~ The Woodworker’s Wife

Crates — born from old door casings!

I have something special to show you here! I know, to the average person it just looks like more crates… (How many can one house use, anyway!!!) but these are unique. They are a mere 12″ square, which makes them the PERFECT size for magazines, books, kids stuff, groceries … the list goes on! But the really neat thing about them is that they are constructed from Fir boards that were grooved and cut to fit at the top of door casings. We found them in bundles down at our favorite hardwoods store. 🙂

Aren’t they adorable?? I’m just in love. Can’t decide if I want to stain them (to bring out those cool grooves) or paint the inside a bright color like some of my inspiration photos! What do you think?

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Fir has a strong grain, and normally it would be a terrible choice for nailing together like this. In this case, they are all straight grain since they were prepared specifically for a doorway. Perfect! They went together quickly and easily, unlike barnwood, which has to be straightened, planed, and cut before assembly.

Would you paint these or stain them? Leave me a comment below!

~ The Woodworker’s Wife

Wood Crates- to stain or not to stain?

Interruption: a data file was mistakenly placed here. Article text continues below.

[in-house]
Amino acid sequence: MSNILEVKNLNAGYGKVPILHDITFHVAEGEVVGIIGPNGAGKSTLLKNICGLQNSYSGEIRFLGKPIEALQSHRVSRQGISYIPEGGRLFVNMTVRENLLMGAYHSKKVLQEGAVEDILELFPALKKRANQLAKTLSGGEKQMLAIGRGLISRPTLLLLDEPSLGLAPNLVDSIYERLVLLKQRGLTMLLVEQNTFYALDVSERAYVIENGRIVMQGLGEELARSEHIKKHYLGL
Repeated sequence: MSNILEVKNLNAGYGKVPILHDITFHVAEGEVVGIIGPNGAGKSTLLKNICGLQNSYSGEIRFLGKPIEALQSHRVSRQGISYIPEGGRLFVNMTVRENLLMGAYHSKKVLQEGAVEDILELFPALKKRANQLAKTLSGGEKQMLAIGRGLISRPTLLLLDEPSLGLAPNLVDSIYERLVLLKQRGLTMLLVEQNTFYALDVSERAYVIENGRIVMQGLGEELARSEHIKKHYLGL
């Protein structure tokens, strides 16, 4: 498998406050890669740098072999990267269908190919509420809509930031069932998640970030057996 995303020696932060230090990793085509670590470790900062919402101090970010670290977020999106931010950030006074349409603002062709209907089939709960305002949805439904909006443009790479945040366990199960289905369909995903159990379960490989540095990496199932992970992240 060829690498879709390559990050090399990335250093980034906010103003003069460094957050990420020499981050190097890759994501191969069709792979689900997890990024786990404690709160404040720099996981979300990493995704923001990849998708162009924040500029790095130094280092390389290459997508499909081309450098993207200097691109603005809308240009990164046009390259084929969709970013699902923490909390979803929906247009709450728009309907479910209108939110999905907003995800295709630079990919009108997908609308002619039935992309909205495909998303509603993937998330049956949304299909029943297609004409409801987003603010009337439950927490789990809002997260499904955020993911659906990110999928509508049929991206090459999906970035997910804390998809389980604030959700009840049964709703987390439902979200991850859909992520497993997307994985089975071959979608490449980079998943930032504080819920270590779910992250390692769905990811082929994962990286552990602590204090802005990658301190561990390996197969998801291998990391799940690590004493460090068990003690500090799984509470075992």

So I’ve been having this mental debate with myself for months… should I stain them? Will it really look different? is it worth the extra time and smell? Does anyone else even notice these kinds of things? Or is this just a wood-nerd thing? 🙂 

I decided that it was best just to try it out and see. I have three of our “early” crates that we built last summer, and they are definitely not the prettiest ones we’ve made. On the other hand, they have screw heads exposed and the ends are solid, so they have a very tough, rustic appeal. The problem was that they had stamps on the ends (from the lumber yard, only the slats were reclaimed wood), and some neon orange markings of some kind. Yuck! 

You’ll have to forgive me… my computer is in the shop so I don’t have a “real” before picture, but this is basically what plain, standard pine looks like in it’s natural state:

 

I took the plunge. I love the result!! 

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The ends got sanded with the palm sander until the markings were (mostly) gone. Then I applied a really heavy coat of Minwax Stain (Early American is the color, if you’re wondering). I let the stain sit on the wood while I worked over the rest of the crate – so that when I went back to wipe off the excess, there was hardly anything left to remove. What a difference it makes! 

You don’t have to seal over the stain – it’s a moisture barrier on it’s own. Just be sure to let it dry overnight (or at least 8 hours) before handling and storing things inside. 

I like them so much now they are in the living room, full of books. 🙂 

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What do you think? To stain or not to stain? 

~ The Woodworker’s Wife 

 

How to use crates – Inspiration for home organization